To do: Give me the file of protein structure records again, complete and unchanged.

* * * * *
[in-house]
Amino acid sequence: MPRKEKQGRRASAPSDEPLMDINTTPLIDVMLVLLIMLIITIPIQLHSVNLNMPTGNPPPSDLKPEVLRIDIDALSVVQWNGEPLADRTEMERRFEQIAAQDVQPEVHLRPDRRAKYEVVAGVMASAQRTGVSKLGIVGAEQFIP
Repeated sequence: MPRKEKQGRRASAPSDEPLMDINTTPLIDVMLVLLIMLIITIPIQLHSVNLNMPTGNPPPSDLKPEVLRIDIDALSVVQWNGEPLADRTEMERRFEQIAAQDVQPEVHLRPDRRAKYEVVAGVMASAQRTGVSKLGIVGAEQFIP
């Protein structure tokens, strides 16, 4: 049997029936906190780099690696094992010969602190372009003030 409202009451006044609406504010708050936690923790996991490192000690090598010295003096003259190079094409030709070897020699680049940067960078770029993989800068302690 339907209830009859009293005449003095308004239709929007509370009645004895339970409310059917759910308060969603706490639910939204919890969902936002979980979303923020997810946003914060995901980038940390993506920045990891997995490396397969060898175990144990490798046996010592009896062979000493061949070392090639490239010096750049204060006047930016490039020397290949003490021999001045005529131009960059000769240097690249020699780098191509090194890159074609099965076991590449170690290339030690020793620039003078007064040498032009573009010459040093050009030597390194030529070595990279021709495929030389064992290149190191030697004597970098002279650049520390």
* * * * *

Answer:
[in-house]
Amino acid sequence: MPRKEKQGRRASAPSDEPLMDINTTPLIDVMLVLLIMLIITIPIQLHSVNLNMPTGNPPPSDLKPEVLRIDIDALSVVQWNGEPLADRTEMERRFEQIAAQDVQPEVHLRPDRRAKYEVVAGVMASAQRTGVSKLGIVGAEQFIP
Repeated sequence: MPRKEKQGRRASAPSDEPLMDINTTPLIDVMLVLLIMLIITIPIQLHSVNLNMPTGNPPPSDLKPEVLRIDIDALSVVQWNGEPLADRTEMERRFEQIAAQDVQPEVHLRPDRRAKYEVVAGVMASAQRTGVSKLGIVGAEQFIP
């Protein structure tokens, strides 16, 4: 049997029936906190780099690696094992010969602190372009003030 409202009451006044609406504010708050936690923790996991490192000690090598010295003096003259190079094409030709070897020699680049940067960078770029993989800068302690 339907209830009859009293005449003095308004239709929007509370009645004895339970409310059917759910308060969603706490639910939204919890969902936002979980979303923020997810946003914060995901980038940390993506920045990891997995490396397969060898175990144990490798046996010592009896062979000493061949070392090639490239010096750049204060006047930016490039020397290949003490021999001045005529131009960059000769240097690249020699780098191509090194890159074609099965076991590449170690290339030690020793620039003078007064040498032009573009010459040093050009030597390194030529070595990279021709495929030389064992290149190191030697004597970098002279650049520390």